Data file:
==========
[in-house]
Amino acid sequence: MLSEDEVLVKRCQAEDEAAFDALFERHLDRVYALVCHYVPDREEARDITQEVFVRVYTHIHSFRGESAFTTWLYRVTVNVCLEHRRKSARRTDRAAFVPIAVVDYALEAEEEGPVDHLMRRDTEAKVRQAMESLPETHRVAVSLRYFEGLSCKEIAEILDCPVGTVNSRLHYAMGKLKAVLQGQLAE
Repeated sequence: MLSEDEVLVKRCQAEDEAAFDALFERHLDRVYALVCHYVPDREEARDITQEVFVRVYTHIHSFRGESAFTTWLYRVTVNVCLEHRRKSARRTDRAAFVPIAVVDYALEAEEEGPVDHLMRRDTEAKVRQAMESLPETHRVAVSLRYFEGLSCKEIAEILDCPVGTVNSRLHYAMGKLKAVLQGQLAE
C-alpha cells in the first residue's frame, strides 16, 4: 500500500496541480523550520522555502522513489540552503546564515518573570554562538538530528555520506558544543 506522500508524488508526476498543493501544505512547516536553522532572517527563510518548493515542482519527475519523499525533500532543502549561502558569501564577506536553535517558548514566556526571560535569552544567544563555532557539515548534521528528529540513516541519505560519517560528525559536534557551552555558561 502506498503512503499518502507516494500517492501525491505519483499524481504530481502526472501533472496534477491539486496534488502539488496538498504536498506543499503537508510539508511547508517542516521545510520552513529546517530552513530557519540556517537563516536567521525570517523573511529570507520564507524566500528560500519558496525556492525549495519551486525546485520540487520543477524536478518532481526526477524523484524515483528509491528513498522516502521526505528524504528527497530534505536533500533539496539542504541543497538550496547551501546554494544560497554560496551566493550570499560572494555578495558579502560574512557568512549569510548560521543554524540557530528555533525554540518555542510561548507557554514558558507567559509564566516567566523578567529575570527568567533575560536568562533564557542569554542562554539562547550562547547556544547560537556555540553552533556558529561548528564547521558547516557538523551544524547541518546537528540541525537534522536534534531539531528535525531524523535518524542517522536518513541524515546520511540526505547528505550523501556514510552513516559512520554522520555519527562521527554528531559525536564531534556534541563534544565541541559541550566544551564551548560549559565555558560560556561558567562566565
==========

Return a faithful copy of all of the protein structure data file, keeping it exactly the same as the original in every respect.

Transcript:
[in-house]
Amino acid sequence: MLSEDEVLVKRCQAEDEAAFDALFERHLDRVYALVCHYVPDREEARDITQEVFVRVYTHIHSFRGESAFTTWLYRVTVNVCLEHRRKSARRTDRAAFVPIAVVDYALEAEEEGPVDHLMRRDTEAKVRQAMESLPETHRVAVSLRYFEGLSCKEIAEILDCPVGTVNSRLHYAMGKLKAVLQGQLAE
Repeated sequence: MLSEDEVLVKRCQAEDEAAFDALFERHLDRVYALVCHYVPDREEARDITQEVFVRVYTHIHSFRGESAFTTWLYRVTVNVCLEHRRKSARRTDRAAFVPIAVVDYALEAEEEGPVDHLMRRDTEAKVRQAMESLPETHRVAVSLRYFEGLSCKEIAEILDCPVGTVNSRLHYAMGKLKAVLQGQLAE
C-alpha cells in the first residue's frame, strides 16, 4: 500500500496541480523550520522555502522513489540552503546564515518573570554562538538530528555520506558544543 506522500508524488508526476498543493501544505512547516536553522532572517527563510518548493515542482519527475519523499525533500532543502549561502558569501564577506536553535517558548514566556526571560535569552544567544563555532557539515548534521528528529540513516541519505560519517560528525559536534557551552555558561 502506498503512503499518502507516494500517492501525491505519483499524481504530481502526472501533472496534477491539486496534488502539488496538498504536498506543499503537508510539508511547508517542516521545510520552513529546517530552513530557519540556517537563516536567521525570517523573511529570507520564507524566500528560500519558496525556492525549495519551486525546485520540487520543477524536478518532481526526477524523484524515483528509491528513498522516502521526505528524504528527497530534505536533500533539496539542504541543497538550496547551501546554494544560497554560496551566493550570499560572494555578495558579502560574512557568512549569510548560521543554524540557530528555533525554540518555542510561548507557554514558558507567559509564566516567566523578567529575570527568567533575560536568562533564557542569554542562554539562547550562547547556544547560537556555540553552533556558529561548528564547521558547516557538523551544524547541518546537528540541525537534522536534534531539531528535525531524523535518524542517522536518513541524515546520511540526505547528505550523501556514510552513516559512520554522520555519527562521527554528531559525536564531534556534541563534544565541541559541550566544551564551548560549559565555558560560556561558567562566565